3/15/13

Tribe gets boost in mine opposition with OK of water standards : Wsj

Tribe gets boost in mine opposition with OK of water standards
OCTOBER 05, 2011 5:10 PM • RON SEELY | RSEELY@MADISON.COM | 608-252-6131

The federal Environmental Protection Agency has approved new water quality standards for the Bad River band of the Lake Superior Chippewa, a development that the tribe's attorney says could be a major factor as the state decides whether to allow a proposed iron mine in the hills above the reservation. "It gives the tribe a very big stick," said lawyer Glenn Stoddard of Eau Claire, who represents

the band.

Because the pollution limits set by the agency for the tribe are in some cases more strict for pollutants such as sulfate, a contaminant produced by mines that has been shown to damage wild rice, Bad River will have a crucial role in any decision about the proposed mine, Stoddard said. The Bad River Tribal Council has already voted against the mine. Stoddard said the band is allowed to set its own air and water standards because of its standing as a sovereign nation. The band, he said, has been working with the EPA for the past 10 years to establish its own standards, and the agency approved the standards late last week. Bill Williams, president of Gogebic Taconite, the company that wants to build the $1.5 billion mine, said it is unclear what impact the standards will have on the proposal. "It's a concern," Williams said. "But I don't think we want to say that it's going to kill us. It's just another hurdle, but I don't think it is insurmountable." The proposed open-pit iron mine would be 4 1/2 miles long and would be dug on a ridge in the Penokee Hills just south of the reservation. The mine would be within the watershed of the Bad River and not far from the river's headwaters. Possible pollution of the river is of concern to the Bad River Chippewa because the river, which empties into Lake Superior on the reservation, nourishes the tribe's extensive wild rice beds. Naomi Tillison, water quality specialist for the Bad River band, said the new standards include what is known as an "anti-degradation" standard for the wild rice waters on the lower reaches of the Bad River and in nearby sloughs. According to that standard, it would be illegal for anyone upriver to introduce a contaminant that would lower existing water quality.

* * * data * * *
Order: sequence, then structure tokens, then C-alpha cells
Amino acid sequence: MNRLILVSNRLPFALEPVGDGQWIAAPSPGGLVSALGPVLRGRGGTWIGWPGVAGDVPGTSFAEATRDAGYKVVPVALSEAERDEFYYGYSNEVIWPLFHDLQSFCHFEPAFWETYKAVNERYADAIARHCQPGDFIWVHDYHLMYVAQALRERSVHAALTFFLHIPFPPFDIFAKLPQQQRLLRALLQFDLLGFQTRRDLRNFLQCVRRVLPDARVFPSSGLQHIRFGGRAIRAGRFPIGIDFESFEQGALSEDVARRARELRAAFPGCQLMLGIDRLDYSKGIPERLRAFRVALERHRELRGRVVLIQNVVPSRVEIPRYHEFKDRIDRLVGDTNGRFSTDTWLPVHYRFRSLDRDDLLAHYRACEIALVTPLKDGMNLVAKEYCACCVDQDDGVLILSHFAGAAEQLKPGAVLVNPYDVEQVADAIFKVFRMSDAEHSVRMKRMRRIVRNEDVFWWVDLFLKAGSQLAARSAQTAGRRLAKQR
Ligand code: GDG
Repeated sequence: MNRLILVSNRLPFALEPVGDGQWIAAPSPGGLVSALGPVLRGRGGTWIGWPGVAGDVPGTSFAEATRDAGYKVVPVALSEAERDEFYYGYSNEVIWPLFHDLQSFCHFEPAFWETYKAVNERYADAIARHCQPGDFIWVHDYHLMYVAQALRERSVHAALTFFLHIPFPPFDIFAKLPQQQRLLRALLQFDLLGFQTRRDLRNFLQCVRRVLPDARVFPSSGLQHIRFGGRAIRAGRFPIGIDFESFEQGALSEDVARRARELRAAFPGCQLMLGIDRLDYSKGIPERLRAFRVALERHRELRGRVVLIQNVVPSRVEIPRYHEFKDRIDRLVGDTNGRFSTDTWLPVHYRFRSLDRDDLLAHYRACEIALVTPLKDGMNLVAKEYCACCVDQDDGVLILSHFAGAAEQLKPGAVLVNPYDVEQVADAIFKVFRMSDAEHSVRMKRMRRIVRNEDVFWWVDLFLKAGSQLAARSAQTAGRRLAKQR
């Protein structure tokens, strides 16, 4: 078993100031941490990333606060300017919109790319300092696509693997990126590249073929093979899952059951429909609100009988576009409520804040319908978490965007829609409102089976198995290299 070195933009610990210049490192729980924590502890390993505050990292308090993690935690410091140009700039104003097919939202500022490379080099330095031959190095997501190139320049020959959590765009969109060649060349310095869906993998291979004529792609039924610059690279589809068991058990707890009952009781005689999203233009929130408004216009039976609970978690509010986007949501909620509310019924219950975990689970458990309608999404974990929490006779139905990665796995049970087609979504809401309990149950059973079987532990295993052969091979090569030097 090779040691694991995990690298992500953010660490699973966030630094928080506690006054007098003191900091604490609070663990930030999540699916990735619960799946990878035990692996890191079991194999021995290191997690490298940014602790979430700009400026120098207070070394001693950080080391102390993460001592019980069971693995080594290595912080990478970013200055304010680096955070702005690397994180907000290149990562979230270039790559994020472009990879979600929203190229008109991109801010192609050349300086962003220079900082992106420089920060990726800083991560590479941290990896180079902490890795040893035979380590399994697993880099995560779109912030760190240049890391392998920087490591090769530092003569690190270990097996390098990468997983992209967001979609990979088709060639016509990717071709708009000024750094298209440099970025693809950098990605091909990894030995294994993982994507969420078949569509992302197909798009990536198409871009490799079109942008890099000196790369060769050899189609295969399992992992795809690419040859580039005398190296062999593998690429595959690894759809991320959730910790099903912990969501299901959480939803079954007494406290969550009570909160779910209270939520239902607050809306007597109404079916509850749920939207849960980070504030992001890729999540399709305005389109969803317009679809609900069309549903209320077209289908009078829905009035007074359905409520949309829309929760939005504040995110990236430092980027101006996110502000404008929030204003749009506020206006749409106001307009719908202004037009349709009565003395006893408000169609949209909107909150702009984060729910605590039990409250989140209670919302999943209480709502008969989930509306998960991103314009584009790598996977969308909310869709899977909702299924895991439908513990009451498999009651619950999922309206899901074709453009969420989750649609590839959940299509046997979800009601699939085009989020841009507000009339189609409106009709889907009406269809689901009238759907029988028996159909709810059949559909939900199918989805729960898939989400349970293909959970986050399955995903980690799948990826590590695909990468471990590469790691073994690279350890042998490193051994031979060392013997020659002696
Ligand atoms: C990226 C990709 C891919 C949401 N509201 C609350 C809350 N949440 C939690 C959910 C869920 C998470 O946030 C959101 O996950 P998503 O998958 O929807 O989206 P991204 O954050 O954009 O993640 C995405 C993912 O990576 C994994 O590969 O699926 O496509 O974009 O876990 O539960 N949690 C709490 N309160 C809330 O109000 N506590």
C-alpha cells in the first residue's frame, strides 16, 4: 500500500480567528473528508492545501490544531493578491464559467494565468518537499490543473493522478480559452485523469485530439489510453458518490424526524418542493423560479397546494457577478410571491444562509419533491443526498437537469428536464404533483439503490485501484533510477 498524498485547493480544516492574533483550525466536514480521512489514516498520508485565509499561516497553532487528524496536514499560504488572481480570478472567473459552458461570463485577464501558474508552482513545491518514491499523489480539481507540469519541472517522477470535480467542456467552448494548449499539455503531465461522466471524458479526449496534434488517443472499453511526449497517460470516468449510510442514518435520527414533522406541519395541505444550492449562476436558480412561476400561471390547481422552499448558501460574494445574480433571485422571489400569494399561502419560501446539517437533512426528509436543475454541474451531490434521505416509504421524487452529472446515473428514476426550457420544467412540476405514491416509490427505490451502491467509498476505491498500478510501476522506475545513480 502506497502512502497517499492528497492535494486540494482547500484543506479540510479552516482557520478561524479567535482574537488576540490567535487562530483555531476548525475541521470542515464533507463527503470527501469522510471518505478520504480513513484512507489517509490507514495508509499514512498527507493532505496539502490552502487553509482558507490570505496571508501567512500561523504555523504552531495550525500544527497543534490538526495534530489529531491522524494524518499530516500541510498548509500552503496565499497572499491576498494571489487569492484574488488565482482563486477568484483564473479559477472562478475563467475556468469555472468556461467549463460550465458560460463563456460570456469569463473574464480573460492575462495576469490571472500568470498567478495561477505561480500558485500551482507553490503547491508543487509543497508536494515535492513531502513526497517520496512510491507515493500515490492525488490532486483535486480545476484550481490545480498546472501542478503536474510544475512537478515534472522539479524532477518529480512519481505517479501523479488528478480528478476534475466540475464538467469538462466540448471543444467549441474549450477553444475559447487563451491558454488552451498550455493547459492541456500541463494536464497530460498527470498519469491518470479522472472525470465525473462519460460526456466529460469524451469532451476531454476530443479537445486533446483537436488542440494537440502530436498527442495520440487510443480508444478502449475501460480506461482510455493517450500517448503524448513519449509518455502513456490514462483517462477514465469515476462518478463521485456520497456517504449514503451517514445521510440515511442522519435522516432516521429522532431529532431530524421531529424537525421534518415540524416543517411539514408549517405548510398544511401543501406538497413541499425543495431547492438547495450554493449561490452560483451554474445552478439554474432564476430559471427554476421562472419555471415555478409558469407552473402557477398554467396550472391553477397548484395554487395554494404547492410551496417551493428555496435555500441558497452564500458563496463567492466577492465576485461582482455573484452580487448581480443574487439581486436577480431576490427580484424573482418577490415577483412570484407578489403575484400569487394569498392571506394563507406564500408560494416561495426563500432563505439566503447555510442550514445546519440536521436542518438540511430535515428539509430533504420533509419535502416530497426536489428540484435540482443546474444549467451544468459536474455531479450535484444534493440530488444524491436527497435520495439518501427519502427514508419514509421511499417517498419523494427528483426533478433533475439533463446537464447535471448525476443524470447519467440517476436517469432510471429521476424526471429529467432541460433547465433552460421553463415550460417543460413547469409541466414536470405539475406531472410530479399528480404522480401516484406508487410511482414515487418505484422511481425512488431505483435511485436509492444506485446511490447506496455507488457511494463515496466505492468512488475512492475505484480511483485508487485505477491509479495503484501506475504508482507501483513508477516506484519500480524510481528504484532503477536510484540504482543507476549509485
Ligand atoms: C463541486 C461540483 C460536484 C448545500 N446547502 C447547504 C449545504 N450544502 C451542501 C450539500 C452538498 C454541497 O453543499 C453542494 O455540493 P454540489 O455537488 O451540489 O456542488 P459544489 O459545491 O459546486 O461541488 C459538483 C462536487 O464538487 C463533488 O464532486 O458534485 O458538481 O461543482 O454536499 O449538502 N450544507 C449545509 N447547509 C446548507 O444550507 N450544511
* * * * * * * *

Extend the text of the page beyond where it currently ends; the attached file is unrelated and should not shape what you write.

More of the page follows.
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3/15/13

Tribe gets boost in mine opposition with OK of water standards : Wsj

Williams said the mine is not likely to hurt water quality on the reservation because the project will feature a closed-loop system for recycling water rather than discharging it into the environment. Also, Williams said, if there is any discharge, the company could treat the water so that it meets the standards. Gogebic Taconite has put its plans for the mine on hold while the state Legislature reviews the process for permitting iron mines. The company estimates that once it is up and running, the mine will create 700 jobs over the first 35-year phase of the project.

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